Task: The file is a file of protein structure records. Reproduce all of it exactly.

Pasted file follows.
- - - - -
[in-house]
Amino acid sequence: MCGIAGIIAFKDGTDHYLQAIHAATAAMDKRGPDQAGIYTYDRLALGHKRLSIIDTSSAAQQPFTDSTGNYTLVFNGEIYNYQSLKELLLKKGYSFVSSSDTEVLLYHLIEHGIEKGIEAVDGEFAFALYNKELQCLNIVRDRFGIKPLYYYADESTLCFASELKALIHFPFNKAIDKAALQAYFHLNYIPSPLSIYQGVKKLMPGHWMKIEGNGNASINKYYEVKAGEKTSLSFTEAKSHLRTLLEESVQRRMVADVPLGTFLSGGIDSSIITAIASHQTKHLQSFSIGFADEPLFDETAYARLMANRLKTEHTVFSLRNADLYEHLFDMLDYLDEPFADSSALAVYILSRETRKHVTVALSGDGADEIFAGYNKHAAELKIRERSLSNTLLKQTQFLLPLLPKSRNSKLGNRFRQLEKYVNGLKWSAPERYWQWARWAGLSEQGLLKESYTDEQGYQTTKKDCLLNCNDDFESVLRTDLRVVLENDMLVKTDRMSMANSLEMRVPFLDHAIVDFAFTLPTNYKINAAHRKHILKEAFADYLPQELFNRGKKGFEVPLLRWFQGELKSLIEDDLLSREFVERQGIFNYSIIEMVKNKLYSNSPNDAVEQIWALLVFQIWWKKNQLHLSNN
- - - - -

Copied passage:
[in-house]
Amino acid sequence: MCGIAGIIAFKDGTDHYLQAIHAATAAMDKRGPDQAGIYTYDRLALGHKRLSIIDTSSAAQQPFTDSTGNYTLVFNGEIYNYQSLKELLLKKGYSFVSSSDTEVLLYHLIEHGIEKGIEAVDGEFAFALYNKELQCLNIVRDRFGIKPLYYYADESTLCFASELKALIHFPFNKAIDKAALQAYFHLNYIPSPLSIYQGVKKLMPGHWMKIEGNGNASINKYYEVKAGEKTSLSFTEAKSHLRTLLEESVQRRMVADVPLGTFLSGGIDSSIITAIASHQTKHLQSFSIGFADEPLFDETAYARLMANRLKTEHTVFSLRNADLYEHLFDMLDYLDEPFADSSALAVYILSRETRKHVTVALSGDGADEIFAGYNKHAAELKIRERSLSNTLLKQTQFLLPLLPKSRNSKLGNRFRQLEKYVNGLKWSAPERYWQWARWAGLSEQGLLKESYTDEQGYQTTKKDCLLNCNDDFESVLRTDLRVVLENDMLVKTDRMSMANSLEMRVPFLDHAIVDFAFTLPTNYKINAAHRKHILKEAFADYLPQELFNRGKKGFEVPLLRWFQGELKSLIEDDLLSREFVERQGIFNYSIIEMVKNKLYSNSPNDAVEQIWALLVFQIWWKKNQLHLSNN